A group of women have taken on the task of hosting a challenge that examines and celebrates women in literature and non-fiction. There are 3 levels of participation. The challenge will run one year including memes and other fun activities. For details visit Women Unbound. The first meme asked participants to address the following questions:
1. What does feminism mean to you? Does it have to do with the work sphere? The social sphere? How you dress? How you act? 2. Do you consider yourself a feminist? Why or why not?
Do you mean to say that you don’t believe in working in the interest of women? That’s what feminism is: It’s working to assure that women are not limited in their options and opportunities by virtue of their gender.~Faye Wattleton
I am a feminist. I am committed to speaking out against all forms of oppression. I believe the personal is political. I believe writing is political and a form of activism. I believe in a woman’s right to decide what is done with and to her body, her right to equal opportunity in employment and representation. I speak out for the liberation, protection and empowerment of all women especially those who are marginalized and disenfranchised. I argue that all people deserve access to health, safety, food, shelter, education and the opportunity to pursue the means necessary to support them without regard to gender or station.
3. What do you consider the biggest obstacle women face in the world today?
Is there ever a single obstacle when discussing a complex issue? Major obstacles include but are not limited to:
1) Restriction or non-access to education, employment, mobility.
2) Threats of physical harm, lack of safety and protection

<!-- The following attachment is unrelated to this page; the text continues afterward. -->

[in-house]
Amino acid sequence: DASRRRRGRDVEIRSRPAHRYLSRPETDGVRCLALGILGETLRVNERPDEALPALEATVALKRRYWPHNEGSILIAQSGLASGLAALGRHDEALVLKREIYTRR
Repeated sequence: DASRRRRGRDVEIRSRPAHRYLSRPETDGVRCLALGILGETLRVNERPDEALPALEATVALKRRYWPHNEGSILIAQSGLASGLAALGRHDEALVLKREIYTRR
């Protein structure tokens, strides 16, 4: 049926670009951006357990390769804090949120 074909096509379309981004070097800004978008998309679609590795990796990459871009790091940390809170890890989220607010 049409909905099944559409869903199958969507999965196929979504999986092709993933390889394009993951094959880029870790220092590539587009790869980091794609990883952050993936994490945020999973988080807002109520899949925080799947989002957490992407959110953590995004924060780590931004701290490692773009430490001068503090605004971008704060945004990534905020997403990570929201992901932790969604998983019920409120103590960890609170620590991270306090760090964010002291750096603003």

3) Restricted or non-existent legal rights/protections and legal representation.
4) Second class status
5) The psychological onslaught of misogynistic and sexist behaviors and attitudes that compromise a woman’s ability to become a fully self-actualized human being.
Has that obstacle changed over time, or does it basically remain the same?
The question is very broad and therefore difficult to answer with a single response. It depends on what obstacle we're talking about, what time period and what culture. There are too many places and too many obstacles facing women worldwide. There is more wrong than right.
We were also asked to share our reading lists. I haven't finished my list but I do want to share a list of recommended titles as others have done.
In The Time of the Butterflies by Julia Alvarez (historical fiction) This is a fictional account of the Mirable sisters who lost their lives rebelling against an oppressive regime. Told in alternate narrations from each sister. This is what hooked me on historical fiction and its power to teach.
Parable of the Sower by Octavia E. Butler (speculative fiction). I can't think of any other writer who challenges a reader like Butler does. All of her work is a critique and examination of accepted social mores and behaviors. All of her women leads and all of her books I've read have women leads are complex, flawed and often problematic. They refuse to conform to convention.